With a surfeit of good material the editor has to make the final selection for each issue. Criteria include length of paper (the shorter the better), academic or professional content, the uniqueness of the topic (some topics are over subscribed), the geographical origin of the author (a world wide audience is sought), encouragement for new authors, clarity of expression, quality of diagrams and the closeness the text conforms to the house rules for presentation. This last is particularly important today because camera ready copy has to be presented to the printer in digital form.

It is even more true now than in 1981 to say that "the average surveyor of today is probably better informed than his (or her) predecessor; has many more complex matters to study, and has a life style in which digressions are legion" Access to the word processor has brought about the passing of an age of succinct expression with the result that most papers are much longer than they need be - a part cause of the huge backlog in today's production sequence. At least a surfeit is to be preferred to a dearth of material!

It was an outstanding achievement that the 300th issue appeared in 2006, its 75th consecutive year, when one considers that a major World War intervened, the British Empire has disappeared, as has the Directorate of Overseas Surveys which sponsored the journal for a time, and a complete technological revolution has taken place both in survey practice and the provision of information on paper and electronic media.

Printing - In all its 75 years there were only three different printers, - Neill & Co. from 1931 to 1946; C.F.Hodgson 1946 to 1985 and Cambridge University Press 1985 to 2006. As from the beginning of 2007 this will now be done by Maney.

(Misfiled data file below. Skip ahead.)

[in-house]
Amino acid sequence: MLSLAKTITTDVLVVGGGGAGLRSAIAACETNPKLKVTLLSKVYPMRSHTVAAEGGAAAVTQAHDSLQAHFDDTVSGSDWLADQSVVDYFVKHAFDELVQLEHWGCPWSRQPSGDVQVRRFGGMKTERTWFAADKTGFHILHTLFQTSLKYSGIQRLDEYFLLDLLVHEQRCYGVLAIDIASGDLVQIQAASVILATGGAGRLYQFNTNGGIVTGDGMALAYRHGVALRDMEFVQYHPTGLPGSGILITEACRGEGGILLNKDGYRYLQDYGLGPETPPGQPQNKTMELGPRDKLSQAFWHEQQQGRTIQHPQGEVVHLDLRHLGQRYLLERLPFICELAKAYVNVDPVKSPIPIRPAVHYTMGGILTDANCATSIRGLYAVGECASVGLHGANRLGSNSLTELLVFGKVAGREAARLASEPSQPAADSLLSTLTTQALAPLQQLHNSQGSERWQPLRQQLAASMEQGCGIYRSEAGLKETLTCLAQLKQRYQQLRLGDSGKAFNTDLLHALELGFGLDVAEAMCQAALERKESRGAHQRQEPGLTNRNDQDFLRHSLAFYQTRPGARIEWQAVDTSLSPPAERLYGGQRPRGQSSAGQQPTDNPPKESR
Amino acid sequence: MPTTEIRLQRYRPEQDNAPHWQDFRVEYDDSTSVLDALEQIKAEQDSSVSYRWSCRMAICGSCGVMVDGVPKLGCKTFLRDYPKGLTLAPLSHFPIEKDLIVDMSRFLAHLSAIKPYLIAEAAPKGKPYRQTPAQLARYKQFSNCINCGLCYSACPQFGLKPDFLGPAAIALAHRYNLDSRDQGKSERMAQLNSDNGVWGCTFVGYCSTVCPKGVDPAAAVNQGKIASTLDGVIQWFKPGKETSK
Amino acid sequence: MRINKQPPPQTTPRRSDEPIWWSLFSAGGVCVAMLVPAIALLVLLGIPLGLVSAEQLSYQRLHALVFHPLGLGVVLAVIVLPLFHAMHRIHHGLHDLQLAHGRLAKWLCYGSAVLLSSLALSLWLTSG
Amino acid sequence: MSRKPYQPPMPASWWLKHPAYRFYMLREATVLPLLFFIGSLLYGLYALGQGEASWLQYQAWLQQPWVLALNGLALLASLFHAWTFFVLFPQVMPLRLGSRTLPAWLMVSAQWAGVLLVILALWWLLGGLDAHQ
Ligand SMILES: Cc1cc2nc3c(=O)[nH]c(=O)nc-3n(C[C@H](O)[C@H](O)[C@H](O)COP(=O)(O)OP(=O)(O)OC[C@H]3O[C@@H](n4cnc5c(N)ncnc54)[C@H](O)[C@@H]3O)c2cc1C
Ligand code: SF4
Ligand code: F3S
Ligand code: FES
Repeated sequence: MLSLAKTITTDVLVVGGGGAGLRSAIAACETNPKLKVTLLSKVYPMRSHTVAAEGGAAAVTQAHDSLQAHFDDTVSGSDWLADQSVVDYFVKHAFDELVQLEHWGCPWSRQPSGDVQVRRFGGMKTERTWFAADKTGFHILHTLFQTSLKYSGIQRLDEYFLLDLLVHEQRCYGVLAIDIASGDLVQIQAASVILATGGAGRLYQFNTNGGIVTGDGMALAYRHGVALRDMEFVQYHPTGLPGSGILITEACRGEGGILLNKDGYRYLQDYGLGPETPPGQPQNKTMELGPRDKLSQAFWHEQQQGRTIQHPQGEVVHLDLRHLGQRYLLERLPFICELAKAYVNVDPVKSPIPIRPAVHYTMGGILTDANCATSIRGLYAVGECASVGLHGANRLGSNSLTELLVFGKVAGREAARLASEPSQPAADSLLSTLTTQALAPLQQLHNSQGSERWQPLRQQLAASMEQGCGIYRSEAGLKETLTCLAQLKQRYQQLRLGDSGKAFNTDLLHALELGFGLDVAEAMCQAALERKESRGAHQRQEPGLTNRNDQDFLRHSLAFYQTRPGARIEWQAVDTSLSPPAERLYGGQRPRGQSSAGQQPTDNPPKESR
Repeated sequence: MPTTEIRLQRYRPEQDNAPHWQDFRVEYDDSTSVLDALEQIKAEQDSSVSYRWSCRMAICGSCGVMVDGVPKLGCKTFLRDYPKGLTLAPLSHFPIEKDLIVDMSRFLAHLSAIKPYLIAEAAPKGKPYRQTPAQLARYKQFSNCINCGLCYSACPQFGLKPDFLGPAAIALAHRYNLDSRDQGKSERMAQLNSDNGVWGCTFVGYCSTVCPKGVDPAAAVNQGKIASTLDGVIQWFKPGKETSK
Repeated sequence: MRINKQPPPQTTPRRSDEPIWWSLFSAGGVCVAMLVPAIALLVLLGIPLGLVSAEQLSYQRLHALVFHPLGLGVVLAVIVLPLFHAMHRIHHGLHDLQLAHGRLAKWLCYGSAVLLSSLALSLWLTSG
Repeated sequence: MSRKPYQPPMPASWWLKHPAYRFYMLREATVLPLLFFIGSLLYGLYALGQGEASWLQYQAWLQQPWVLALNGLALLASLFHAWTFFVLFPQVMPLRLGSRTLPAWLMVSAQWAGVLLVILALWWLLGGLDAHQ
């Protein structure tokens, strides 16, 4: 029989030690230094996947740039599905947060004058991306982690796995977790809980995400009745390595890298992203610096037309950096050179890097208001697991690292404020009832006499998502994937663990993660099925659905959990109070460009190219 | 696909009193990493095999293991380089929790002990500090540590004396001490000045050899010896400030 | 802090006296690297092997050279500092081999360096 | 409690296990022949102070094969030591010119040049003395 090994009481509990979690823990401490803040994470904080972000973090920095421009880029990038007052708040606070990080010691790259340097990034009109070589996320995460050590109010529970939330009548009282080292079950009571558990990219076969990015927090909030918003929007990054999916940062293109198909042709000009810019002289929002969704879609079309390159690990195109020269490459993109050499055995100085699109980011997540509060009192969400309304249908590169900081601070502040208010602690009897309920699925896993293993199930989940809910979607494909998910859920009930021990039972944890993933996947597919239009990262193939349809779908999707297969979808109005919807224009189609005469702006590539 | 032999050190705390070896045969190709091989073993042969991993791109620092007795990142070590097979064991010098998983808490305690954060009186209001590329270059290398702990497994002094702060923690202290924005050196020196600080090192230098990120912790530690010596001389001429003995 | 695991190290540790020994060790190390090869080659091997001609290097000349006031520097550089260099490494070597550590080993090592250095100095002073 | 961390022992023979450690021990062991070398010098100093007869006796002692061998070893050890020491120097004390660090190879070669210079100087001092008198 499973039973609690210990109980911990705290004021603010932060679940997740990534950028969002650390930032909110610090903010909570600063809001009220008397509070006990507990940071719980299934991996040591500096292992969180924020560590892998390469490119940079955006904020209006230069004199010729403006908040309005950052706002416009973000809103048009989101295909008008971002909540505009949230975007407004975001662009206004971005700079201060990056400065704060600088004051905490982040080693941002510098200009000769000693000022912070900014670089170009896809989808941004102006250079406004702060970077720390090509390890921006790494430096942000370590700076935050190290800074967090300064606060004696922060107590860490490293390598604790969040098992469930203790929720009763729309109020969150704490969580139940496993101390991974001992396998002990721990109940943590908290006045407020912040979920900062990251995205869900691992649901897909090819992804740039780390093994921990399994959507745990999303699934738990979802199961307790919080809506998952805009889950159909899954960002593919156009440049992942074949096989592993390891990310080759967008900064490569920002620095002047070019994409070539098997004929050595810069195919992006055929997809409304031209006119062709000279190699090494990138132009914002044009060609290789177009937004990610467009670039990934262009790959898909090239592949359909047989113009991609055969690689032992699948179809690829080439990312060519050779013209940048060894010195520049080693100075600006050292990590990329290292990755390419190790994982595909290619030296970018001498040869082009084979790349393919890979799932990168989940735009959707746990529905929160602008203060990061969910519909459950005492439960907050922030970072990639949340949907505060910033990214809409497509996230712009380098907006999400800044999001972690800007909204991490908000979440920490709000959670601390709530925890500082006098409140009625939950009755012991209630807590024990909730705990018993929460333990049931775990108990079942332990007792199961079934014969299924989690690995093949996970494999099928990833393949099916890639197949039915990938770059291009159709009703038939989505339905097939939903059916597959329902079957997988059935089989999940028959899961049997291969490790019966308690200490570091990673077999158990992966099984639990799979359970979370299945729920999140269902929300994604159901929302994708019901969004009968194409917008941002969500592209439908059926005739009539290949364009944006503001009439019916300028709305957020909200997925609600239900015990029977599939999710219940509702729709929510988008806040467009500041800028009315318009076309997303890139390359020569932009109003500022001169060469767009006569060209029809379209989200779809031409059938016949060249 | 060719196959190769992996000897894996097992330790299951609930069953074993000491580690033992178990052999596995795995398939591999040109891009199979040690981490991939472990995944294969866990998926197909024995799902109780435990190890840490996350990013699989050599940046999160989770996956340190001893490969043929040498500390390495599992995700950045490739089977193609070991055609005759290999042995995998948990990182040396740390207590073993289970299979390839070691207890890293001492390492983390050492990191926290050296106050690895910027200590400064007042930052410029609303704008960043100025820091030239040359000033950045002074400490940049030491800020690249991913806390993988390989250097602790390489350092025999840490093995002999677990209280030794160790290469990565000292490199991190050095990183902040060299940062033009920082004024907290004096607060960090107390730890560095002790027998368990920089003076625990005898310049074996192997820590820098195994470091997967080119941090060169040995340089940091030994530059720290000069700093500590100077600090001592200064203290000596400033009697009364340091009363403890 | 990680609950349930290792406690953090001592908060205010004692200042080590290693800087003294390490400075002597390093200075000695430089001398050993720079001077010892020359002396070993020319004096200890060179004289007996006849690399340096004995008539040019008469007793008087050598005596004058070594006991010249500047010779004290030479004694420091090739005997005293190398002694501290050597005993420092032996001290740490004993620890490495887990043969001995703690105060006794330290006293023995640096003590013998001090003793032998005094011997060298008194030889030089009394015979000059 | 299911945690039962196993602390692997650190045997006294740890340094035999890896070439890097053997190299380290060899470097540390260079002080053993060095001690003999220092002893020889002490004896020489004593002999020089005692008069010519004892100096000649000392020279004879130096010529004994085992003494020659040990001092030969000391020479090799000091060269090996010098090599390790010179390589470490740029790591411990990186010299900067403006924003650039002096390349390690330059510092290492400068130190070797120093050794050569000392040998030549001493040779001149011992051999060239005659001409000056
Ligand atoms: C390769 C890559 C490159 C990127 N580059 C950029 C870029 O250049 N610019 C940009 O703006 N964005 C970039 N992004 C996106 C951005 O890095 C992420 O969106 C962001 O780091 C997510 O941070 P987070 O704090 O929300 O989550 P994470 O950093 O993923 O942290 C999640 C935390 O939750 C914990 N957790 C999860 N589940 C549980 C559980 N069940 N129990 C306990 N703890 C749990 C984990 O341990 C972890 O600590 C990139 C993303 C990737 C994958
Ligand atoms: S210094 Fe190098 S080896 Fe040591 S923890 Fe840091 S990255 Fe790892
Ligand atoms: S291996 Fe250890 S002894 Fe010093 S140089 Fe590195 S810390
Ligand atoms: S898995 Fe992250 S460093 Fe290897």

Reviewers are drawn from all over the world and are experts in the field. This very fact has its own problem in that it means they are very busy people even before they commit to a refereeing role.

A comprehensive cumulative index of all material from 1931 to 2000 is on the web site and the indexes for subsequent issues are on the web separately and also as abstracts.

Managers. When Survey Review came under the wing of DOS it was initially managed by John.Wright. He was followed by John Hollwey, Simon Keith, Clifford Dann and now Michael Cooper. From 1992 a specific Editorial Board was formed and by 1993 this included several overseas corresponding members. Today there is both a Management Board and an Editorial Advisory Board.

The future

Immediately prior to October 2006, the Survey Review, was sponsored by the Commonwealth Association of Surveying and Land Economy, and although it is struggling to meet the colossal demand for publication space by cosmopolitan authors, it seems to be held in high regard throughout the world. Now matters have changed. CASLE is to be congratulated for the bold positive way it has helped to establish the new system which it is hoped will enable the journal to continue in existence well into the future. There is also no doubt that the current management board has explored the best way ahead and at the same time managed to retain sufficient funds to revert back to older proven methods of production and despatch if things do not work out to their satisfaction and the needs of the profession world wide.

With the issue for January 2007 production will be by Maney who already publish the sister journal The Cartographic Journal and in addition to the regular paper version there will also be an e-version available. The ownership of Survey Review has become Survey Review Ltd and the various personnel involved remain the same.


Allan, A.L. Editorial. Survey Review, 26 (200) (50 - 63)
Allan, A.L 1981 The Editors. Survey Review, 26 (200) (106 - 108)

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6. Book Review

Practical Least Squares and Statistics For Surveyors.

Bruce R Harvey
Third Edition March 2006
Monograph 13
School of Surveying and Spatial Information Systems
University of New South Wales
I.S.B.N 0 7334 2339 6.